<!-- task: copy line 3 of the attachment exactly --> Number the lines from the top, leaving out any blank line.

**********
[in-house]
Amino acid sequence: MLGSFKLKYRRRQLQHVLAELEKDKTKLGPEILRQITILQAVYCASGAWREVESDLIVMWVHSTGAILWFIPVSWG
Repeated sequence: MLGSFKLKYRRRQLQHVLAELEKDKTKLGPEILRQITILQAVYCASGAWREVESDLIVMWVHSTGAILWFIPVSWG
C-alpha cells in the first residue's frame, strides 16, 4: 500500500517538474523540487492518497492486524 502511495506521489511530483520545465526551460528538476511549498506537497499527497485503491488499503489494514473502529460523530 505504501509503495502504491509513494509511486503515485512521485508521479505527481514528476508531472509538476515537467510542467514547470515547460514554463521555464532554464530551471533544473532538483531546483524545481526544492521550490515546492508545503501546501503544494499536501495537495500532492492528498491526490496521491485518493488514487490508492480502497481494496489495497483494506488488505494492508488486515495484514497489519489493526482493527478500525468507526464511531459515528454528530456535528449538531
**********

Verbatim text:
Repeated sequence: MLGSFKLKYRRRQLQHVLAELEKDKTKLGPEILRQITILQAVYCASGAWREVESDLIVMWVHSTGAILWFIPVSWG